I would like to recognize the hard work of the committees involved with this very important proposal. Wait times remain long for our infants and toddlers awaiting heart transplant, which puts these patients at risk for waitlist mortality. Further, MCS support strategies for infants and toddlers are challenging particularly with complex anatomy. Therefore, it is crucial that we adjust allocation policies to safely allow our smallest patients more expanded access to donors. I strongly support the proposal to increase the cut-off age for ABOi listing from < 2 yrs to < 18 yrs, and to allow status 2 patients to be eligible for ABOi listing as well. I would also support increasing the cut-off age from < 1 yr to < 2 yrs for primary allocation of an ABOi heart given the relatively high waitlist mortality in this age group. Finally, I think we now know that the titer cutoff of < 1:16 is arbitrary and would consider removing this to allow for individual centers to determine eligibility for ABOi based on their own titer cut-off and experience. Thank you for the hard work put into this proposal.

Region 10 | 02/28/2023

5 strongly support, 9 support, 8 neutral/abstain, 0 oppose, 0 strongly oppose

Region 3 | 02/24/2023

6 strongly support, 8 support, 3 neutral/abstain, 0 oppose, 0 strongly oppose


Brian Feingold | 02/24/2023

I strongly support the initiative to expand access to ABO incompatible heart transplantation. I believe this policy proposal would be enhanced by removal of the requirement for repeated isohemagglutinin titers while listed and the requirement to not have received antibody depleting therapies in the prior 30 days of the posted titer. Reporting titers at listing and at transplant and tracking outcomes of patients who receive ABOi transplant (including titers at/near outcomes) will be important to understanding this proposed practice change.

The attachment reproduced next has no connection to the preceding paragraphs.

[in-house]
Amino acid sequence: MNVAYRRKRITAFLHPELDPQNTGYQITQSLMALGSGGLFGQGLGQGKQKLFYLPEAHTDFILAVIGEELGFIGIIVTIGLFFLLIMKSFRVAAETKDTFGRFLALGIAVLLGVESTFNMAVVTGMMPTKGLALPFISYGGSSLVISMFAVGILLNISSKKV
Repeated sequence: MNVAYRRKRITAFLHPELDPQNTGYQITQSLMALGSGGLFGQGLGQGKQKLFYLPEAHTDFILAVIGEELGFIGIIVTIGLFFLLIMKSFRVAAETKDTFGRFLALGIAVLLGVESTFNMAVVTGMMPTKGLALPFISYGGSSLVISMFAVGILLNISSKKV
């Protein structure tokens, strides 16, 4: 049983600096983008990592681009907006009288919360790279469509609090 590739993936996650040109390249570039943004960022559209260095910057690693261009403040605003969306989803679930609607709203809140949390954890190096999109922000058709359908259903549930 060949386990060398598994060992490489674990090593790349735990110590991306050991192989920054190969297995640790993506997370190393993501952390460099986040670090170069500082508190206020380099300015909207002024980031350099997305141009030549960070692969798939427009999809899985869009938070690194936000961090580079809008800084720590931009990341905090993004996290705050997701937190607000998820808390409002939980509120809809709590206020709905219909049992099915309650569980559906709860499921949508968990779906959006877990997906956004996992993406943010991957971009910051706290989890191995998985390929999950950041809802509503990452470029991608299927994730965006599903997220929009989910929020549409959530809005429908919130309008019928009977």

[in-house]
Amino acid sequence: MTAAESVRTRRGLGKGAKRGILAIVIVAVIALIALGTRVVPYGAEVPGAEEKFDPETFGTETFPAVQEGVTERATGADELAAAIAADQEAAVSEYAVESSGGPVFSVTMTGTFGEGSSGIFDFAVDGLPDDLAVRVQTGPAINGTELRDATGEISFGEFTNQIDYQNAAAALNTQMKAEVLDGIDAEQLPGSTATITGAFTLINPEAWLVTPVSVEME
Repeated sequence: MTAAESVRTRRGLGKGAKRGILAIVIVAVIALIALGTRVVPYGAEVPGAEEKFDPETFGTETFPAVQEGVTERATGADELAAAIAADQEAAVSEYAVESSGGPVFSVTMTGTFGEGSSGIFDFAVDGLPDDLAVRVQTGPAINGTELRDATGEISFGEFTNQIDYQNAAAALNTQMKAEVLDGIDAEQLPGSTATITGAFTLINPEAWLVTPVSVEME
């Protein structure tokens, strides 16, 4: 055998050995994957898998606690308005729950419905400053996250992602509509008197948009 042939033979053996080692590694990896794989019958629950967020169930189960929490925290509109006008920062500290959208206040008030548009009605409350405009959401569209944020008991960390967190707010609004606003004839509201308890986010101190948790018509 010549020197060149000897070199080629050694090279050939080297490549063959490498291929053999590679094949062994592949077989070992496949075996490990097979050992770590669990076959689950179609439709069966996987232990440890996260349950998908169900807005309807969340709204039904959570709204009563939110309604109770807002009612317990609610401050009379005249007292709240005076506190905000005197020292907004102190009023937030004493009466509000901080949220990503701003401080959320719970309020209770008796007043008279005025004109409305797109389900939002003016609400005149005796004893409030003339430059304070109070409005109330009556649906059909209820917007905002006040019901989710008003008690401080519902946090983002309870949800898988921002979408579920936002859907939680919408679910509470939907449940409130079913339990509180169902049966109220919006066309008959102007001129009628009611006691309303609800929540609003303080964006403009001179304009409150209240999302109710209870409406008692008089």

Joseph Spinner | 02/23/2023

I strongly support this proposal to increase the cutoff age for ABOi listing from < 2 years of age to < 18 years of age and to allow status 2 patients to be eligible for ABOi listing. Thank you to everyone who put significant effort into preparing this proposal. I strongly believe our patients and families will benefit greatly from these proposed changes. My comments are: 1) I would support increasing the cutoff age from < 1 year to < 2 years for primary allocation of an ABOi heart. There is still high waitlist mortality for children with congenital heart disease between 1 – 2 years of age who may not have ideal mechanical circulatory support options, and they should not be at a disadvantage. 2) I agree with frequent monitoring of isohemagglutinin titers while awaiting transplant. However, I believe that reporting values every 30 days is an unnecessary administrative and logistical burden. The 30-day timeframe is probably somewhat arbitrary, and this proposal may significantly increase (hopefully) the number of possible recipients to receive an ABOi transplant. Most status 2 patients are outpatients. Requiring labs on each of these patients every 30 days to maintain ABOi listing could create an unnecessary burden for these patients and their families as well as logistical issues for transplant centers. We can still require updated isohemagglutinin titers within a certain timeframe before transplant without requiring they be checked as frequently as every 30 days.